Do you sing? No, I don’t mean, are you an opera singer, because there are precious few of those. I just mean do you like to sing, for instance, in the shower or in the bath? Or perhaps to yourself as you potter around the house. It is a joyous activity, which can be done at any age.
Do you remember the terrible AIDS epidemic in the 1980s and 1990s? Were you directly affected by it? We are all old enough to remember. But for some, it may have passed by as an awful situation that happened to other people, with little impact on their family or friends.
People often have set ideas about what a grandmother should be like. However, grandmothers come in all sorts of shapes and sizes – as well as in attitudes to that role. This became very clear to me when I wrote a book based on interviews conducted with 27 very different grandmothers.
Are you one of the many people who are looking after someone who is very ill? Perhaps a spouse, sibling, parent or friend? As you well know, it is a highly tiring and difficult task, however much it is undertaken with love.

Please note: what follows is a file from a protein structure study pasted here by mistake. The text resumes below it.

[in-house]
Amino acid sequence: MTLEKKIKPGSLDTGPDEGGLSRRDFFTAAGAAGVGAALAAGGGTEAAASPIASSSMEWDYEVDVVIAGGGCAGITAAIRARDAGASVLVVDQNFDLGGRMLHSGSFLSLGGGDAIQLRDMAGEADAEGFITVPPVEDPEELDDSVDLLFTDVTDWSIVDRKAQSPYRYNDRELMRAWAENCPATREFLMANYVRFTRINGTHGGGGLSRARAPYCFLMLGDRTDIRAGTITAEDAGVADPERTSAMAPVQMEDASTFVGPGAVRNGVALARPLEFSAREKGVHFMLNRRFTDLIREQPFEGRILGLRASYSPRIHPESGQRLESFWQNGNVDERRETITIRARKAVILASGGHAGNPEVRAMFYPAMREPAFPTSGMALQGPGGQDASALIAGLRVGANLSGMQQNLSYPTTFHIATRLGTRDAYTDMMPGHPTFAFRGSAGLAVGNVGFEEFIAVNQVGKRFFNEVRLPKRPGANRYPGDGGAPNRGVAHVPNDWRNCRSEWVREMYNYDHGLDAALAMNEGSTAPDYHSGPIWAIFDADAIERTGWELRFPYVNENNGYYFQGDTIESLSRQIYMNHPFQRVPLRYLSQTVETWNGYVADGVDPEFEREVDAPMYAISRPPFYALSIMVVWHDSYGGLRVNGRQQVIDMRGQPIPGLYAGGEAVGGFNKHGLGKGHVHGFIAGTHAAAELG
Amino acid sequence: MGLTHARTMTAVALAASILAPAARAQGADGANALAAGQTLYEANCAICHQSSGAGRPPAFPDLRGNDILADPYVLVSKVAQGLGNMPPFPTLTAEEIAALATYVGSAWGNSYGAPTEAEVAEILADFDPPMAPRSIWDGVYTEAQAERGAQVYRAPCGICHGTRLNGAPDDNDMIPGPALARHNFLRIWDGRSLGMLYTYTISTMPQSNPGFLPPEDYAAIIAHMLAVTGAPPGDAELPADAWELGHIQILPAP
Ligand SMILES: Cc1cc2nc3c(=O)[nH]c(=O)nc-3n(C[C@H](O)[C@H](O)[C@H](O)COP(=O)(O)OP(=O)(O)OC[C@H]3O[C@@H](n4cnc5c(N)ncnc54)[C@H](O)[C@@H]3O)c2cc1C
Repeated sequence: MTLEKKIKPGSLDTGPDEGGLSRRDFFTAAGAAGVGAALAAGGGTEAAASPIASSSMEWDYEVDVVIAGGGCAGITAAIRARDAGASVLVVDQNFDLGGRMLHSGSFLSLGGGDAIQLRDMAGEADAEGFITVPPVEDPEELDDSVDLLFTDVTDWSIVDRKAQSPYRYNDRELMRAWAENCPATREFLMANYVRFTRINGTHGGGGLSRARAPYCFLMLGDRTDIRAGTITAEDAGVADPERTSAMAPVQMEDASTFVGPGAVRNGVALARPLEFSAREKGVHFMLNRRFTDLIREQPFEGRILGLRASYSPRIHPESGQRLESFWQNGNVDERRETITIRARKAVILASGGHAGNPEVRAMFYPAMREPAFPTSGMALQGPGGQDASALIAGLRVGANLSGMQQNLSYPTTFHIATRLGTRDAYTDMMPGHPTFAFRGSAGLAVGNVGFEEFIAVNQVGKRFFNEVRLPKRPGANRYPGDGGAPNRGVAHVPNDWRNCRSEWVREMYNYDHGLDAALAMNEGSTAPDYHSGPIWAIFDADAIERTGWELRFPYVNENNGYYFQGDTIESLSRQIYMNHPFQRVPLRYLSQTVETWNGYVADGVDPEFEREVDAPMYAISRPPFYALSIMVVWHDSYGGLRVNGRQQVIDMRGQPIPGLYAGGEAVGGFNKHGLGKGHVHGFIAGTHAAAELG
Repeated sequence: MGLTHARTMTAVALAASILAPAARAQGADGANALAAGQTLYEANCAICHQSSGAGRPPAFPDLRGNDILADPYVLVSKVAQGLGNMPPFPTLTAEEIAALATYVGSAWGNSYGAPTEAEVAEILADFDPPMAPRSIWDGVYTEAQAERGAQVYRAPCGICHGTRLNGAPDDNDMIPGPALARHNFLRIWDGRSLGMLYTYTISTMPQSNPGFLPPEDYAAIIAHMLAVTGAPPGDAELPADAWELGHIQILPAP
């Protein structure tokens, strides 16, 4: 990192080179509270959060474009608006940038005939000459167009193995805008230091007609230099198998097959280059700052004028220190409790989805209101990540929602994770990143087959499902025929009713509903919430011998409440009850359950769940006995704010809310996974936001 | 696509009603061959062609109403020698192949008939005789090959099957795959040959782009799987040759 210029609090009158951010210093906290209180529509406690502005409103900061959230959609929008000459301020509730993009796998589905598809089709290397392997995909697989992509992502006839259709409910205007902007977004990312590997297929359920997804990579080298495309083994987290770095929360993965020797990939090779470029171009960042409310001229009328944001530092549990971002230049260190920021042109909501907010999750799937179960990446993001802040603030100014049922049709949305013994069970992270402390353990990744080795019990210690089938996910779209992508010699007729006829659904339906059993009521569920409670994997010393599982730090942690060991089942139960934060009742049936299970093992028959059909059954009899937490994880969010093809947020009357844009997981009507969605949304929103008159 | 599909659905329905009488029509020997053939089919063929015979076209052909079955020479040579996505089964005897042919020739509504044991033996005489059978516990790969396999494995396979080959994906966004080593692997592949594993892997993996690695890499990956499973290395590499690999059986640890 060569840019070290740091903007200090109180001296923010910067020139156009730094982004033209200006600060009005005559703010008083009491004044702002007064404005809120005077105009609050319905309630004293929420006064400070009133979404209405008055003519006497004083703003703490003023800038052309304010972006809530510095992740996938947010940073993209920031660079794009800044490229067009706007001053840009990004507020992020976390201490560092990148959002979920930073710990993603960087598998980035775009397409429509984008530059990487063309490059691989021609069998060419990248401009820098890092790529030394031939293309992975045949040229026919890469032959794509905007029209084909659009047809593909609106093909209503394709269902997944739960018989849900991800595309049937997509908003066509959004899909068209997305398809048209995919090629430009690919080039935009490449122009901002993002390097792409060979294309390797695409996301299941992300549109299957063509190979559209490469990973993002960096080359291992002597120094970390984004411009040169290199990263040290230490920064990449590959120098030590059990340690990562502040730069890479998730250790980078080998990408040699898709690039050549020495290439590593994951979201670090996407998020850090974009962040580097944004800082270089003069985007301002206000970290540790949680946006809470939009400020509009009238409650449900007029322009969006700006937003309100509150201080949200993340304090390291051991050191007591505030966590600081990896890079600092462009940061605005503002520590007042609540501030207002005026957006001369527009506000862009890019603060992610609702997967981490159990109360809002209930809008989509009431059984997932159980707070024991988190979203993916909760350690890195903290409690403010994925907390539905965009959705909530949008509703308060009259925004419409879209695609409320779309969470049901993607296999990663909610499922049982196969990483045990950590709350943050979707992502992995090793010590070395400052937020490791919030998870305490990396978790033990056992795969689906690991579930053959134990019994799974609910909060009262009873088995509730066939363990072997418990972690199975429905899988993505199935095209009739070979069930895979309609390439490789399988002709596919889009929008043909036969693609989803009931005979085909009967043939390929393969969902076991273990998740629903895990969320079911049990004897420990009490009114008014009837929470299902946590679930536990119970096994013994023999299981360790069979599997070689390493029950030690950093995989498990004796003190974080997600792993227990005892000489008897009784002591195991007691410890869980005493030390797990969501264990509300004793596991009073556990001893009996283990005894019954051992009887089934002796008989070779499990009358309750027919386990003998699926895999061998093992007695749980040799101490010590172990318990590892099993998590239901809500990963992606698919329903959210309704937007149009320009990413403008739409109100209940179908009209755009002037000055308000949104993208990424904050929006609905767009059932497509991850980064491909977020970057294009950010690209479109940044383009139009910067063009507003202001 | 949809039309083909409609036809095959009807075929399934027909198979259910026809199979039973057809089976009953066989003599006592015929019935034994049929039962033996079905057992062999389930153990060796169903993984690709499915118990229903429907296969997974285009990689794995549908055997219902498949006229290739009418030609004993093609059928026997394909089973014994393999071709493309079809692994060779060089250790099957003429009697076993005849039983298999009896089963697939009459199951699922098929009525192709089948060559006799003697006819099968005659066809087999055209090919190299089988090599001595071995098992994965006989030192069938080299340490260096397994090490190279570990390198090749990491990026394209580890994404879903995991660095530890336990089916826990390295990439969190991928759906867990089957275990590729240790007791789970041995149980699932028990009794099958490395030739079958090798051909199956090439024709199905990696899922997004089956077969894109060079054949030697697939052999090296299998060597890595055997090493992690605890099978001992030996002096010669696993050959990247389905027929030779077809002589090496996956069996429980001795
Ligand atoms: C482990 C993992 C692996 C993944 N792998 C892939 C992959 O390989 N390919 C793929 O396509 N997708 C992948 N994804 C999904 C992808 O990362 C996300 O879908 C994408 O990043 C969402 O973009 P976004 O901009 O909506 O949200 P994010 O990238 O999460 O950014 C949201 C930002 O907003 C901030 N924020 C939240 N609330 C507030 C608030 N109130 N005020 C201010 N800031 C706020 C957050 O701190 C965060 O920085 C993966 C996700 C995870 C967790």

You may be overloaded with advice, but I’d like to add a few thoughts about food.
My husband and I had an unusual experience this week. We visited his old school, along with about 60 other men in their 60s and above. There were also a few other wives. Let me explain why we were there, and the impact of the visit.
There are many happy grandmothers about. I know; I am one of them. We play with the kids, we bore our friends by talking about how wonderful they are and we generally feel very pleased with the way grandchildren have enhanced our lives.
Not long ago, my six-year old grandson took me aback. “Granny,” he asked innocently enough. “Would you do me a favour?” I assumed he wanted another biscuit (cookie) or to watch some more television.